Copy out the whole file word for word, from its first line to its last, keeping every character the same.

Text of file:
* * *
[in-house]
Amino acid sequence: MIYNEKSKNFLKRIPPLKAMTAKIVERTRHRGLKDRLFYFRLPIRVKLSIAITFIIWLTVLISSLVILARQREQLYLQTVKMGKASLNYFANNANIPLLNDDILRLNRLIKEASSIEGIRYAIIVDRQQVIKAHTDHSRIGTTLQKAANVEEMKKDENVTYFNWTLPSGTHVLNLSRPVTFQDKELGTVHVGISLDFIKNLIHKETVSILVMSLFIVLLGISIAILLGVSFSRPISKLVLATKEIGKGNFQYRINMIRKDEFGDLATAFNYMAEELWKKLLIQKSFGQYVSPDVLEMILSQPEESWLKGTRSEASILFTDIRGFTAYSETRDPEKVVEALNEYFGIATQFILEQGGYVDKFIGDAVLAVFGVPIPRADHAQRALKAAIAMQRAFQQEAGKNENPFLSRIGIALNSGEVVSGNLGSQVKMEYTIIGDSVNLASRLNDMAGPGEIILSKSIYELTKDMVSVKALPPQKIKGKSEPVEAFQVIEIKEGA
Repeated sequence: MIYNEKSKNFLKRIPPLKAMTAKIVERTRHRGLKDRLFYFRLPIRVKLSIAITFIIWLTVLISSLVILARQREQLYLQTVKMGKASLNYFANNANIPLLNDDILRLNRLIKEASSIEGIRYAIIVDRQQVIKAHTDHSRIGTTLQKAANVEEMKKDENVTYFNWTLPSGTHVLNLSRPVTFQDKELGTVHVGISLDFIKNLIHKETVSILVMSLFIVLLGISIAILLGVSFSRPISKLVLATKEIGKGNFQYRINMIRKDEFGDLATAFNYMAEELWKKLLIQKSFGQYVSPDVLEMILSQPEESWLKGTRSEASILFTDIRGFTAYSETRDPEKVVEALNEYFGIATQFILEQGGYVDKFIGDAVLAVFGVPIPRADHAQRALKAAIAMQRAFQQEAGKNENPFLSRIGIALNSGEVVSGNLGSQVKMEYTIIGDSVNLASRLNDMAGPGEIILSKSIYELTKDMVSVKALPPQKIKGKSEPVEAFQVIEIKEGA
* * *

[in-house]
Amino acid sequence: MIYNEKSKNFLKRIPPLKAMTAKIVERTRHRGLKDRLFYFRLPIRVKLSIAITFIIWLTVLISSLVILARQREQLYLQTVKMGKASLNYFANNANIPLLNDDILRLNRLIKEASSIEGIRYAIIVDRQQVIKAHTDHSRIGTTLQKAANVEEMKKDENVTYFNWTLPSGTHVLNLSRPVTFQDKELGTVHVGISLDFIKNLIHKETVSILVMSLFIVLLGISIAILLGVSFSRPISKLVLATKEIGKGNFQYRINMIRKDEFGDLATAFNYMAEELWKKLLIQKSFGQYVSPDVLEMILSQPEESWLKGTRSEASILFTDIRGFTAYSETRDPEKVVEALNEYFGIATQFILEQGGYVDKFIGDAVLAVFGVPIPRADHAQRALKAAIAMQRAFQQEAGKNENPFLSRIGIALNSGEVVSGNLGSQVKMEYTIIGDSVNLASRLNDMAGPGEIILSKSIYELTKDMVSVKALPPQKIKGKSEPVEAFQVIEIKEGA
Repeated sequence: MIYNEKSKNFLKRIPPLKAMTAKIVERTRHRGLKDRLFYFRLPIRVKLSIAITFIIWLTVLISSLVILARQREQLYLQTVKMGKASLNYFANNANIPLLNDDILRLNRLIKEASSIEGIRYAIIVDRQQVIKAHTDHSRIGTTLQKAANVEEMKKDENVTYFNWTLPSGTHVLNLSRPVTFQDKELGTVHVGISLDFIKNLIHKETVSILVMSLFIVLLGISIAILLGVSFSRPISKLVLATKEIGKGNFQYRINMIRKDEFGDLATAFNYMAEELWKKLLIQKSFGQYVSPDVLEMILSQPEESWLKGTRSEASILFTDIRGFTAYSETRDPEKVVEALNEYFGIATQFILEQGGYVDKFIGDAVLAVFGVPIPRADHAQRALKAAIAMQRAFQQEAGKNENPFLSRIGIALNSGEVVSGNLGSQVKMEYTIIGDSVNLASRLNDMAGPGEIILSKSIYELTKDMVSVKALPPQKIKGKSEPVEAFQVIEIKEGA